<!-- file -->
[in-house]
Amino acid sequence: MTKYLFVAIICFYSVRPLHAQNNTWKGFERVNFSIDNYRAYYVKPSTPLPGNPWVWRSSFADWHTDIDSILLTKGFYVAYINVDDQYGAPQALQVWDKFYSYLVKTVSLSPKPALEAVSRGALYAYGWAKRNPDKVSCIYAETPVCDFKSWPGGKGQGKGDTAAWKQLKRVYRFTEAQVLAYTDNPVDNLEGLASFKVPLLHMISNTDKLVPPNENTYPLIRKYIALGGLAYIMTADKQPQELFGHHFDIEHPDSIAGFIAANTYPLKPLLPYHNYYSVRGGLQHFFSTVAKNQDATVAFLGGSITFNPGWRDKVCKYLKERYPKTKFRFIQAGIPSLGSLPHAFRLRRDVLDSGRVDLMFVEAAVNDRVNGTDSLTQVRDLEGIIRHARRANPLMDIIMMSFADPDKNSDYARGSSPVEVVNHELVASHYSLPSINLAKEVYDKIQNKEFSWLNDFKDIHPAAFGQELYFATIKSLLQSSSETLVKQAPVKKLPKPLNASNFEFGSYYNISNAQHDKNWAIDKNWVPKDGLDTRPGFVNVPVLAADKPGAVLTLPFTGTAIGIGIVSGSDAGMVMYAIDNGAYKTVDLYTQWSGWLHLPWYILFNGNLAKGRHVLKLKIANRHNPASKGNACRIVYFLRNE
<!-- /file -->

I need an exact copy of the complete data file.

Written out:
[in-house]
Amino acid sequence: MTKYLFVAIICFYSVRPLHAQNNTWKGFERVNFSIDNYRAYYVKPSTPLPGNPWVWRSSFADWHTDIDSILLTKGFYVAYINVDDQYGAPQALQVWDKFYSYLVKTVSLSPKPALEAVSRGALYAYGWAKRNPDKVSCIYAETPVCDFKSWPGGKGQGKGDTAAWKQLKRVYRFTEAQVLAYTDNPVDNLEGLASFKVPLLHMISNTDKLVPPNENTYPLIRKYIALGGLAYIMTADKQPQELFGHHFDIEHPDSIAGFIAANTYPLKPLLPYHNYYSVRGGLQHFFSTVAKNQDATVAFLGGSITFNPGWRDKVCKYLKERYPKTKFRFIQAGIPSLGSLPHAFRLRRDVLDSGRVDLMFVEAAVNDRVNGTDSLTQVRDLEGIIRHARRANPLMDIIMMSFADPDKNSDYARGSSPVEVVNHELVASHYSLPSINLAKEVYDKIQNKEFSWLNDFKDIHPAAFGQELYFATIKSLLQSSSETLVKQAPVKKLPKPLNASNFEFGSYYNISNAQHDKNWAIDKNWVPKDGLDTRPGFVNVPVLAADKPGAVLTLPFTGTAIGIGIVSGSDAGMVMYAIDNGAYKTVDLYTQWSGWLHLPWYILFNGNLAKGRHVLKLKIANRHNPASKGNACRIVYFLRNE